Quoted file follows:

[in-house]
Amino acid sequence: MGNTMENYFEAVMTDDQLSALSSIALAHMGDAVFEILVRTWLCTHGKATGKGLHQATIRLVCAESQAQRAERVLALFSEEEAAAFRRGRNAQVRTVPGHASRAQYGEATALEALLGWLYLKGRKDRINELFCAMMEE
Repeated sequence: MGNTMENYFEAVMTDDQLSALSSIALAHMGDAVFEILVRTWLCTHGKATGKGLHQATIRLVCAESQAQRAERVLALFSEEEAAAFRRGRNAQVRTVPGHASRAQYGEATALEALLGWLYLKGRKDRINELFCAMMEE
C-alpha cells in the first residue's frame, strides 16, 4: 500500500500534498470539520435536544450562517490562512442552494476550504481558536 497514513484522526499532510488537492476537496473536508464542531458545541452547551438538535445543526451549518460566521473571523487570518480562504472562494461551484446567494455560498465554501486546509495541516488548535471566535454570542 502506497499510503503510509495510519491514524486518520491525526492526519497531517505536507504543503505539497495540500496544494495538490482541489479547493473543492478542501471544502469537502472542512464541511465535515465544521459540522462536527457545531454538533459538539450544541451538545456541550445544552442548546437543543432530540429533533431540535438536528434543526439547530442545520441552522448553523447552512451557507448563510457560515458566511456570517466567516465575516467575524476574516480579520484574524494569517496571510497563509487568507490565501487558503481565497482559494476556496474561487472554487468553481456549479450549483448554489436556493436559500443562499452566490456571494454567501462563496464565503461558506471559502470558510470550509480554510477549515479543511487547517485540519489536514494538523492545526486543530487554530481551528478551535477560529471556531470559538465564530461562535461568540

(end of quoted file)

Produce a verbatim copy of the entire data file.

[in-house]
Amino acid sequence: MGNTMENYFEAVMTDDQLSALSSIALAHMGDAVFEILVRTWLCTHGKATGKGLHQATIRLVCAESQAQRAERVLALFSEEEAAAFRRGRNAQVRTVPGHASRAQYGEATALEALLGWLYLKGRKDRINELFCAMMEE
Repeated sequence: MGNTMENYFEAVMTDDQLSALSSIALAHMGDAVFEILVRTWLCTHGKATGKGLHQATIRLVCAESQAQRAERVLALFSEEEAAAFRRGRNAQVRTVPGHASRAQYGEATALEALLGWLYLKGRKDRINELFCAMMEE
C-alpha cells in the first residue's frame, strides 16, 4: 500500500500534498470539520435536544450562517490562512442552494476550504481558536 497514513484522526499532510488537492476537496473536508464542531458545541452547551438538535445543526451549518460566521473571523487570518480562504472562494461551484446567494455560498465554501486546509495541516488548535471566535454570542 502506497499510503503510509495510519491514524486518520491525526492526519497531517505536507504543503505539497495540500496544494495538490482541489479547493473543492478542501471544502469537502472542512464541511465535515465544521459540522462536527457545531454538533459538539450544541451538545456541550445544552442548546437543543432530540429533533431540535438536528434543526439547530442545520441552522448553523447552512451557507448563510457560515458566511456570517466567516465575516467575524476574516480579520484574524494569517496571510497563509487568507490565501487558503481565497482559494476556496474561487472554487468553481456549479450549483448554489436556493436559500443562499452566490456571494454567501462563496464565503461558506471559502470558510470550509480554510477549515479543511487547517485540519489536514494538523492545526486543530487554530481551528478551535477560529471556531470559538465564530461562535461568540